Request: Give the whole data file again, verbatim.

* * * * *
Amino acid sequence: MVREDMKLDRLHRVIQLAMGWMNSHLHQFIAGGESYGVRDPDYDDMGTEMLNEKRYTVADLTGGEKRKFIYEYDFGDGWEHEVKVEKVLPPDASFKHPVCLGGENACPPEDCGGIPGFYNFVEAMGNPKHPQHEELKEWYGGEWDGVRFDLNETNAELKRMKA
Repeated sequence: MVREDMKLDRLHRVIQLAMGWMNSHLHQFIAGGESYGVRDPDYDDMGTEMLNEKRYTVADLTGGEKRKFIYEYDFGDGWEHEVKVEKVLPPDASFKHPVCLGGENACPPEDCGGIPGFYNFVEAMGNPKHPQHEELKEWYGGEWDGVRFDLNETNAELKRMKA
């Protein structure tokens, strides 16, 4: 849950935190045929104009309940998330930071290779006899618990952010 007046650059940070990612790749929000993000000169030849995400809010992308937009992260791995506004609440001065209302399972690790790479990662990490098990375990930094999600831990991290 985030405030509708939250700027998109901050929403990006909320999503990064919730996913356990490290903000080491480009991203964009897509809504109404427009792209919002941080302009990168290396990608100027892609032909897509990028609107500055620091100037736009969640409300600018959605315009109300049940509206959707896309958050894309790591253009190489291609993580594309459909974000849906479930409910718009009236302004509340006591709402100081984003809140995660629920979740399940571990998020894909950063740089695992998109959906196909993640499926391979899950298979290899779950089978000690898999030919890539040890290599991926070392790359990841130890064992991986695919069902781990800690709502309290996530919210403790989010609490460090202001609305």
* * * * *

Amino acid sequence: MVREDMKLDRLHRVIQLAMGWMNSHLHQFIAGGESYGVRDPDYDDMGTEMLNEKRYTVADLTGGEKRKFIYEYDFGDGWEHEVKVEKVLPPDASFKHPVCLGGENACPPEDCGGIPGFYNFVEAMGNPKHPQHEELKEWYGGEWDGVRFDLNETNAELKRMKA
Repeated sequence: MVREDMKLDRLHRVIQLAMGWMNSHLHQFIAGGESYGVRDPDYDDMGTEMLNEKRYTVADLTGGEKRKFIYEYDFGDGWEHEVKVEKVLPPDASFKHPVCLGGENACPPEDCGGIPGFYNFVEAMGNPKHPQHEELKEWYGGEWDGVRFDLNETNAELKRMKA
């Protein structure tokens, strides 16, 4: 849950935190045929104009309940998330930071290779006899618990952010 007046650059940070990612790749929000993000000169030849995400809010992308937009992260791995506004609440001065209302399972690790790479990662990490098990375990930094999600831990991290 985030405030509708939250700027998109901050929403990006909320999503990064919730996913356990490290903000080491480009991203964009897509809504109404427009792209919002941080302009990168290396990608100027892609032909897509990028609107500055620091100037736009969640409300600018959605315009109300049940509206959707896309958050894309790591253009190489291609993580594309459909974000849906479930409910718009009236302004509340006591709402100081984003809140995660629920979740399940571990998020894909950063740089695992998109959906196909993640499926391979899950298979290899779950089978000690898999030919890539040890290599991926070392790359990841130890064992991986695919069902781990800690709502309290996530919210403790989010609490460090202001609305």